Author(s): Norris S, Doherty DG, Collins C, McEntee G, Traynor O,
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Abstract The adult liver contains lymphocytes with a unique phenotypic distribution compared to blood and other organs. We have characterized a human lymphocyte population that exhibits dual T cell and natural killer (NK) cell phenotype and function, denoted natural T (NT) cells, in nine normal adult liver specimens. Flow cytometry revealed that up to 55\% (mean 27\%) of hepatic (but <6\% of peripheral) CD3+ lymphocytes expressed CD56, CD161 and/or one or more of the killer inhibitory receptors (KIR) p58.1, p58.2, p70 and CD94. NK function was attributed to the CD3+CD56+ cells by the demonstration that hepatic, but not peripheral, CD3+ lymphocytes could be induced to lyse NK-sensitive K562 target cells, while CD56- cells from both compartments could not. Three color flow cytometric analysis of fresh hepatic cells indicated that CD3+CD56+ NT cells can be either CD8+, CD4+ or CD4 CD8-, they express alphabeta or gammadelta T cell receptors (TCR) and CD161 and KIRs, but rarely CD16. Hepatic NT cells predominantly express the mature/activated CD45RO and CD56dim phenotypes. Analysis of mRNA production by isolated NT cells indicated a preferential usage of the invariant CD1-restricted Valpha24-JalphaQ TCR. The presence of such large numbers of chronically activated NT cells provides compelling evidence that the liver has unique immunoregulatory functions.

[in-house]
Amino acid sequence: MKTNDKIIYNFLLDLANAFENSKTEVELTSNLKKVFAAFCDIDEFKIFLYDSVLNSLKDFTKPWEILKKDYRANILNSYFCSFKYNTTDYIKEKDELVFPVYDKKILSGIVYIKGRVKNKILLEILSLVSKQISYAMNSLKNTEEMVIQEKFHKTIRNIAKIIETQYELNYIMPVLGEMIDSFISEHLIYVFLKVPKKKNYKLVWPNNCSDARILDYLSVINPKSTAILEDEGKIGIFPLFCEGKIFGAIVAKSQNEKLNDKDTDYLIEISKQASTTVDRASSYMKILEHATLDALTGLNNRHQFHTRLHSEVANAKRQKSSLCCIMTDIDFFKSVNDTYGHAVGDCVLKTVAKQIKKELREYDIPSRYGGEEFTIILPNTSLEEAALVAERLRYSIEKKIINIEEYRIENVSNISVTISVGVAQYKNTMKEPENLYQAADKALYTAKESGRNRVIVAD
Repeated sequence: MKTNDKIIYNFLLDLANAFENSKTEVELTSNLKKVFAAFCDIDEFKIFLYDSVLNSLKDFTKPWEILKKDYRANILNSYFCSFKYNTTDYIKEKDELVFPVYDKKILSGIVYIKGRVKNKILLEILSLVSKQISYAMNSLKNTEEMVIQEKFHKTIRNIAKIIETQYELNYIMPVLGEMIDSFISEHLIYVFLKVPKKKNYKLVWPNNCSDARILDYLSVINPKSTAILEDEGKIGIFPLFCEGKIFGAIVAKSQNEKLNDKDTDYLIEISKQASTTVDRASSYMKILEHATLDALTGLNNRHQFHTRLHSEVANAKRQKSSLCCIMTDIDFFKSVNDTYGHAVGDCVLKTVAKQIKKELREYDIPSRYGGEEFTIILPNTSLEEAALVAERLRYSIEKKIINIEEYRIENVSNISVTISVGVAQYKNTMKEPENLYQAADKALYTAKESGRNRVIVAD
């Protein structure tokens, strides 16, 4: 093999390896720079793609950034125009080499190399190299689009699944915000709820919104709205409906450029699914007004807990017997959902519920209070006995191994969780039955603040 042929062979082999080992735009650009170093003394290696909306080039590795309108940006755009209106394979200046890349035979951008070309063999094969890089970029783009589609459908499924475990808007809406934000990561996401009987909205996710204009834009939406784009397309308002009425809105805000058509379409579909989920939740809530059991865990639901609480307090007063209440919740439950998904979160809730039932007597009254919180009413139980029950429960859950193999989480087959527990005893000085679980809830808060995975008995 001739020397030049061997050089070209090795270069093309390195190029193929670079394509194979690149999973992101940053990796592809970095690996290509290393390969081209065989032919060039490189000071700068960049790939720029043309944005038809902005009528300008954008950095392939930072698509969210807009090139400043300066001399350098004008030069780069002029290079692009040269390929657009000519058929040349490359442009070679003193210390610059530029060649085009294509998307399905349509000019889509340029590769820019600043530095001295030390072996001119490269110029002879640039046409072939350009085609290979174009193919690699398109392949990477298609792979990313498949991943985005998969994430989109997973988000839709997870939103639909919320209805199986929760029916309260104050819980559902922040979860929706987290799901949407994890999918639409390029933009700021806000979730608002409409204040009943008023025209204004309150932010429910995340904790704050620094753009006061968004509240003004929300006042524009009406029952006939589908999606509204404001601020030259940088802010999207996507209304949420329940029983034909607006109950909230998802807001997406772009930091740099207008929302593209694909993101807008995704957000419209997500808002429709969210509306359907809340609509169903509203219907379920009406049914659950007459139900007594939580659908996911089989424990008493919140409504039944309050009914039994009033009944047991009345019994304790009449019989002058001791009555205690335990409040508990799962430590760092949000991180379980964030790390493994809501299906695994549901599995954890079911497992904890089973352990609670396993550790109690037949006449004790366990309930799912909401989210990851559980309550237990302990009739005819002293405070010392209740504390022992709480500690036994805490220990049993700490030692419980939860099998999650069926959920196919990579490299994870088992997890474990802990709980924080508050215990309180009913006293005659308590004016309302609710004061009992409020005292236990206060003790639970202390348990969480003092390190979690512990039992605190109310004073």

This article was published in Hum Immunol
and referenced in Journal of Clinical & Cellular Immunology